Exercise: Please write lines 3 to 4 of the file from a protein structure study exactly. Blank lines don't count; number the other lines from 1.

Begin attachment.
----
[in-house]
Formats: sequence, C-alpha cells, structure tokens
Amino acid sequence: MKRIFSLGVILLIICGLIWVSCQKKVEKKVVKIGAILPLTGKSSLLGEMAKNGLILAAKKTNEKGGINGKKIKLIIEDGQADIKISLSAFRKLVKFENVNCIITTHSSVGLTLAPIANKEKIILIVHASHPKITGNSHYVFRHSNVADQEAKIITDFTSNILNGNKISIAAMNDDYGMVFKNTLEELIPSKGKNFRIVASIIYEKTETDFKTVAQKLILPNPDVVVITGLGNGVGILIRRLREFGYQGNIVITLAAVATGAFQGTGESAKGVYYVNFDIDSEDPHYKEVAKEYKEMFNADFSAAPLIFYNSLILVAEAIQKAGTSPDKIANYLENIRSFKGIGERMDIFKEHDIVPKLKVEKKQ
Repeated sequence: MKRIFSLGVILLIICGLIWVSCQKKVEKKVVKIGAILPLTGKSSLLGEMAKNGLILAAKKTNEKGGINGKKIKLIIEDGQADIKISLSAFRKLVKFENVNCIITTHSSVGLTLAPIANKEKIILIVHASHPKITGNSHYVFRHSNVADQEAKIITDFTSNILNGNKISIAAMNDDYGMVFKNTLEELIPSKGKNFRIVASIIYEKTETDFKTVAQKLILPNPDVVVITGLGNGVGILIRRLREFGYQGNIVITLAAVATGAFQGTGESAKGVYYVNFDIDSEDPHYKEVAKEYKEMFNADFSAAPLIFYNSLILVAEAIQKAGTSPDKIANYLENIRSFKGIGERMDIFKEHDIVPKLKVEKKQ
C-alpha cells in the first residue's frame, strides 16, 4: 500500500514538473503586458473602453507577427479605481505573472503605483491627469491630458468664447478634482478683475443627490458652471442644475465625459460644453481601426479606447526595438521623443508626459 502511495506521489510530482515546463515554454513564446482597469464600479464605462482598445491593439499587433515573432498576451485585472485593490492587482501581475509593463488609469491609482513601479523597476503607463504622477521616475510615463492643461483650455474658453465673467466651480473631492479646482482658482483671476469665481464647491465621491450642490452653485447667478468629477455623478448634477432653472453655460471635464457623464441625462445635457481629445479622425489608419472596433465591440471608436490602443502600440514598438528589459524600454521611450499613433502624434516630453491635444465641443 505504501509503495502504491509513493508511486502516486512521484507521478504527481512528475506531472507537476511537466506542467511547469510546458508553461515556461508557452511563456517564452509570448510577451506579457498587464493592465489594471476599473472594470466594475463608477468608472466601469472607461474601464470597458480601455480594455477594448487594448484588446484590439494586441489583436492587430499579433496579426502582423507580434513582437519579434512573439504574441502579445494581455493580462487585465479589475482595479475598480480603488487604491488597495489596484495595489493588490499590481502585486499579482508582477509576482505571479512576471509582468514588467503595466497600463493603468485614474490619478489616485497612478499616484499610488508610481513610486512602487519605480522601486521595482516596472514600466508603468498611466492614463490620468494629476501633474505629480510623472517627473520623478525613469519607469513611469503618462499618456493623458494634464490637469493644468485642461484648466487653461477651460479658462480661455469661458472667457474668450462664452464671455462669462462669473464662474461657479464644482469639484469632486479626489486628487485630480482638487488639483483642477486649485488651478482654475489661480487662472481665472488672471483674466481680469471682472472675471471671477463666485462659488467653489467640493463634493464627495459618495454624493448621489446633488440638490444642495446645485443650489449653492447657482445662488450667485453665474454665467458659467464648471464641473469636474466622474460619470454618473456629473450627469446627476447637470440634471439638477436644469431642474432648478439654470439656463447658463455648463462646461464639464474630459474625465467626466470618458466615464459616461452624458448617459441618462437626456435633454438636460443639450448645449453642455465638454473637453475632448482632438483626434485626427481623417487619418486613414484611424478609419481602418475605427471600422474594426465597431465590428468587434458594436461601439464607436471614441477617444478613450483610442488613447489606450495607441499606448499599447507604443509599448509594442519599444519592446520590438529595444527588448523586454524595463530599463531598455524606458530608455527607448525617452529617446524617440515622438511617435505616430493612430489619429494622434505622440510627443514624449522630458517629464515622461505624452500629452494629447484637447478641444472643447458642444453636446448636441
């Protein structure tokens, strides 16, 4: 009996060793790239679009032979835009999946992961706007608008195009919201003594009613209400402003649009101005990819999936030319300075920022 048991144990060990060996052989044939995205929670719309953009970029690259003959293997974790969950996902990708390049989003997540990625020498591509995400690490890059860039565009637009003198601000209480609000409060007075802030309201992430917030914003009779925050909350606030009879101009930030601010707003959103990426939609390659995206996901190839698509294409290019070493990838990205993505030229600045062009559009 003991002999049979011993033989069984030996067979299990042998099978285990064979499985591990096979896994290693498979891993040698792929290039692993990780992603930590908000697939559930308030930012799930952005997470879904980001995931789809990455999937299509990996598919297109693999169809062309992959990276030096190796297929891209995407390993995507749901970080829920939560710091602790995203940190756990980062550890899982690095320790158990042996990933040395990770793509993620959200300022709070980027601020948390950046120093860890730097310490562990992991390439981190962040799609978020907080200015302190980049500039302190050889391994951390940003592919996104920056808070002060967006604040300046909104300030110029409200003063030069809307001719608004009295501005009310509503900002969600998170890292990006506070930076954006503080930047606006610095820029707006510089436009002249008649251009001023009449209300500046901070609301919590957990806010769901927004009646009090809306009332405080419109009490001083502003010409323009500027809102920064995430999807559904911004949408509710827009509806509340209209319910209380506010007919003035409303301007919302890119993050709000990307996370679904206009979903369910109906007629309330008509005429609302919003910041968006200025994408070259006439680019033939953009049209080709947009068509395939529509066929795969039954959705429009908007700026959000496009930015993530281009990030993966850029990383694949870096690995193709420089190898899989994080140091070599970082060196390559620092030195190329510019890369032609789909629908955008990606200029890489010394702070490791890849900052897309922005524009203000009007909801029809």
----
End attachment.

Amino acid sequence: MKRIFSLGVILLIICGLIWVSCQKKVEKKVVKIGAILPLTGKSSLLGEMAKNGLILAAKKTNEKGGINGKKIKLIIEDGQADIKISLSAFRKLVKFENVNCIITTHSSVGLTLAPIANKEKIILIVHASHPKITGNSHYVFRHSNVADQEAKIITDFTSNILNGNKISIAAMNDDYGMVFKNTLEELIPSKGKNFRIVASIIYEKTETDFKTVAQKLILPNPDVVVITGLGNGVGILIRRLREFGYQGNIVITLAAVATGAFQGTGESAKGVYYVNFDIDSEDPHYKEVAKEYKEMFNADFSAAPLIFYNSLILVAEAIQKAGTSPDKIANYLENIRSFKGIGERMDIFKEHDIVPKLKVEKKQ
Repeated sequence: MKRIFSLGVILLIICGLIWVSCQKKVEKKVVKIGAILPLTGKSSLLGEMAKNGLILAAKKTNEKGGINGKKIKLIIEDGQADIKISLSAFRKLVKFENVNCIITTHSSVGLTLAPIANKEKIILIVHASHPKITGNSHYVFRHSNVADQEAKIITDFTSNILNGNKISIAAMNDDYGMVFKNTLEELIPSKGKNFRIVASIIYEKTETDFKTVAQKLILPNPDVVVITGLGNGVGILIRRLREFGYQGNIVITLAAVATGAFQGTGESAKGVYYVNFDIDSEDPHYKEVAKEYKEMFNADFSAAPLIFYNSLILVAEAIQKAGTSPDKIANYLENIRSFKGIGERMDIFKEHDIVPKLKVEKKQ